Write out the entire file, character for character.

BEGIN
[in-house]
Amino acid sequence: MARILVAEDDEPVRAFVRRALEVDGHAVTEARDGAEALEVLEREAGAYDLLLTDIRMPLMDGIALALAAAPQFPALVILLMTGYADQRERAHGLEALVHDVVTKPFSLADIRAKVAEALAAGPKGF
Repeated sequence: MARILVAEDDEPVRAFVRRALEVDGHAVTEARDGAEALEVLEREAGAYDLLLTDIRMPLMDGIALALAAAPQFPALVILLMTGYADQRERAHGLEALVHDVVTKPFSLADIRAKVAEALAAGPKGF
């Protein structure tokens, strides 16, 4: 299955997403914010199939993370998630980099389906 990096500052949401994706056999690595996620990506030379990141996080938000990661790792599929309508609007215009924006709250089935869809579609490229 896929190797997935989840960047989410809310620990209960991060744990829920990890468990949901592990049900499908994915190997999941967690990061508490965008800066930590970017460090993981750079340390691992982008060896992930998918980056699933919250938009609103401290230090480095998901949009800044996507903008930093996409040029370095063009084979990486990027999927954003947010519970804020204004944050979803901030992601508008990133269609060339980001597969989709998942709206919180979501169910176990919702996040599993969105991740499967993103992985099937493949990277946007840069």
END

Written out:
[in-house]
Amino acid sequence: MARILVAEDDEPVRAFVRRALEVDGHAVTEARDGAEALEVLEREAGAYDLLLTDIRMPLMDGIALALAAAPQFPALVILLMTGYADQRERAHGLEALVHDVVTKPFSLADIRAKVAEALAAGPKGF
Repeated sequence: MARILVAEDDEPVRAFVRRALEVDGHAVTEARDGAEALEVLEREAGAYDLLLTDIRMPLMDGIALALAAAPQFPALVILLMTGYADQRERAHGLEALVHDVVTKPFSLADIRAKVAEALAAGPKGF
């Protein structure tokens, strides 16, 4: 299955997403914010199939993370998630980099389906 990096500052949401994706056999690595996620990506030379990141996080938000990661790792599929309508609007215009924006709250089935869809579609490229 896929190797997935989840960047989410809310620990209960991060744990829920990890468990949901592990049900499908994915190997999941967690990061508490965008800066930590970017460090993981750079340390691992982008060896992930998918980056699933919250938009609103401290230090480095998901949009800044996507903008930093996409040029370095063009084979990486990027999927954003947010519970804020204004944050979803901030992601508008990133269609060339980001597969989709998942709206919180979501169910176990919702996040599993969105991740499967993103992985099937493949990277946007840069």